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Editorial

Trump wants to change libel laws and we should all be concerned

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The Trump administration furthered its war on the news media this past Sunday when Reince Priebus, White House Chief of Staff, told Jonathan Karl on ABC’s This Week that they are “looking into” changing the libel laws.

For those who are unfamiliar with libel, Wex legal dictionary defines it as “a method of defamation expressed by print, writing, pictures, signs, effigies, or any communication embodied in physical form that is injurious to a person’s reputation, exposes a person to public hatred, contempt or ridicule, or injures a person in his/her business or profession.”

These laws were originally established to ensure that information reported by the press does not contain intentional falsehoods that are meant to ruin an individual’s reputation.

The law is already pretty clear-cut. If an article is produced that contains intentionally inaccurate and malicious information against an individual, then the writer and the organization who produced the work can be taken to court for damages.

The standards for truth and the presence of malice differ somewhat whether the victim is a public official, or a figure in the public eye or an ordinary citizen. However libel laws in all states expect the news media to be accurate, truthful and careful.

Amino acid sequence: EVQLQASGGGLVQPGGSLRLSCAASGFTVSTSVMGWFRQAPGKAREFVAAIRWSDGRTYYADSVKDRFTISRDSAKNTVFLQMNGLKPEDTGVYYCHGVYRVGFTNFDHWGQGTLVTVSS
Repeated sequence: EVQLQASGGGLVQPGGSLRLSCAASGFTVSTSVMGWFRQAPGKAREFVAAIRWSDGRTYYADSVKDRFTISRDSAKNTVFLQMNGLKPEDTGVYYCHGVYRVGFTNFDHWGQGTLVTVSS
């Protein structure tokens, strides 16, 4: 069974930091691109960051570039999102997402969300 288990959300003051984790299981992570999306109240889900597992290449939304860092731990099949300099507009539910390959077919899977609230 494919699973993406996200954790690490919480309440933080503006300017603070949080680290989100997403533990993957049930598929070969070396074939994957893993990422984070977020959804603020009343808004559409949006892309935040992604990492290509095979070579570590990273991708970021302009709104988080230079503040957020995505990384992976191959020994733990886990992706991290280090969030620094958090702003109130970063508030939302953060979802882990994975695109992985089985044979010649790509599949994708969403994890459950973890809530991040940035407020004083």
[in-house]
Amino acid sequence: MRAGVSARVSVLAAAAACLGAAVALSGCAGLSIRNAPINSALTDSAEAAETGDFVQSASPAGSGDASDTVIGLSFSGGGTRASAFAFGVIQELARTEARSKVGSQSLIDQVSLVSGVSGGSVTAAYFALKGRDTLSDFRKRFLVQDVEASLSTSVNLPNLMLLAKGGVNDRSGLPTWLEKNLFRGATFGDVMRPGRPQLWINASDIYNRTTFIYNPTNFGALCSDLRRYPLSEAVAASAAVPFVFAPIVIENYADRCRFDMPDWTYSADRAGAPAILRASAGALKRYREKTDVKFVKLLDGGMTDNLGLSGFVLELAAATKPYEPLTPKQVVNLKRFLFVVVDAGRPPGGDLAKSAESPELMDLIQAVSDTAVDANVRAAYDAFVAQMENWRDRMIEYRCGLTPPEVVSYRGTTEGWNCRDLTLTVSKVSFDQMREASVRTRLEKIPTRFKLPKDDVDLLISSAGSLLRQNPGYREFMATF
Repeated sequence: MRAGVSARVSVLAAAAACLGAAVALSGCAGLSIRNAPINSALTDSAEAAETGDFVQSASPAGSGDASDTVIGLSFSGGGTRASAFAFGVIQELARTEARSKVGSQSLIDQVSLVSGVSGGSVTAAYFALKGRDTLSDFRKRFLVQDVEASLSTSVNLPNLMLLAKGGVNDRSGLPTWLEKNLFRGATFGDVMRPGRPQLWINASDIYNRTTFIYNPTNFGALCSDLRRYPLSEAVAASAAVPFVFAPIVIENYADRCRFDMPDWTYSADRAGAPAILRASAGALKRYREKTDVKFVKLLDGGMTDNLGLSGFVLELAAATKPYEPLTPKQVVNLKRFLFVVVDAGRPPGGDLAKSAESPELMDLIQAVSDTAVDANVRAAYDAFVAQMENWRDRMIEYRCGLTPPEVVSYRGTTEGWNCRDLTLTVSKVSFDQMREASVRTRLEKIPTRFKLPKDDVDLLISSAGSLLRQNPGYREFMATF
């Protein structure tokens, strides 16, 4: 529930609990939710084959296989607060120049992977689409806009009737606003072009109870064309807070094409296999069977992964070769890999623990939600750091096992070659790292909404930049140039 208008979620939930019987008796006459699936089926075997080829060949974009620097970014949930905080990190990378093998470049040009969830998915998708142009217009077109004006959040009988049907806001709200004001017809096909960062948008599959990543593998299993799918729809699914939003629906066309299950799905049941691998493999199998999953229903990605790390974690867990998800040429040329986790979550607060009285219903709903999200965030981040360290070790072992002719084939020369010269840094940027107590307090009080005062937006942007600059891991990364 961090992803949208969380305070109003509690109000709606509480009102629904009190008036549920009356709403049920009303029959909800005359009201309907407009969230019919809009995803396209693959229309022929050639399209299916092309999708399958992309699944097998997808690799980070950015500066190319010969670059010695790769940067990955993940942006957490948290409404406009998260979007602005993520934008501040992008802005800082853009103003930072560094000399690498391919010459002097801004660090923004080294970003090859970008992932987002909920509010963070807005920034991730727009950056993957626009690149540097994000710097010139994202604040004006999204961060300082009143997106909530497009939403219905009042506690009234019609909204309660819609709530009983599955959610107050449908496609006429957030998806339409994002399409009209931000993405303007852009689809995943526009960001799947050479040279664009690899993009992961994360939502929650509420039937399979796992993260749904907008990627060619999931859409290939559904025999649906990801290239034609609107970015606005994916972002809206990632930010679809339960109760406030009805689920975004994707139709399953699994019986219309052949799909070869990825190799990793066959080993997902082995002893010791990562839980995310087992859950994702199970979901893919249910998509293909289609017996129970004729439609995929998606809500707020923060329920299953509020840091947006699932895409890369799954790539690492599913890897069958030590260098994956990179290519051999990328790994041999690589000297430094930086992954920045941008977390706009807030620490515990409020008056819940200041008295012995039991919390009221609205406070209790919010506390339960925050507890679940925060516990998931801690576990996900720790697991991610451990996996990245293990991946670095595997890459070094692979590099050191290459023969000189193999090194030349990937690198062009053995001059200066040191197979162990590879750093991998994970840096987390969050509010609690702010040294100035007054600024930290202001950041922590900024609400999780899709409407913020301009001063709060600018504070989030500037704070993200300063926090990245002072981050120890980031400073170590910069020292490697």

How exactly would President Trump change these laws, and why would he want to? The second part of that question is easy to answer. Over the first 100 plus days of his presidency, Donald Trump has made innumerable outlandish and baseless statements, and the media thus far has called him out for it.

One of Trump’s claims that resurfaced within the last few days was that President Obama ordered a wiretapping on Trump Tower during the election.

Trump has yet to provide any credible evidence of a wiretapping, and when CBS News’ John Dickerson asked him if he stands by this claim, President Trump said he doesn’t “stand by anything” and that Obama was a “sick man.”

What we can takeaway from this interview is that not only does Trump make baseless statements, but he seemed to heavily imply that he himself does not believe the things he says.

As to how Trump will change libel, most experts don’t have an answer. The law is already clear that it is illegal for members of the press to publish baseless and damaging claims, as it should be. Journalists have an obligation to the public to report the truth.

Is Trump’s end game to make it illegal to disagree with politicians and government officials? Doing so would be a clear violation of the First Amendment.

The press is an essential part of any properly functioning democracy, and free speech in general is the most essential of all our civil liberties.

That’s why it was the First Amendment proposed by the Founding Fathers. If President Trump’s first 100 days in office has taught us anything, it is that we need a free and responsible press now more than ever.

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Editorial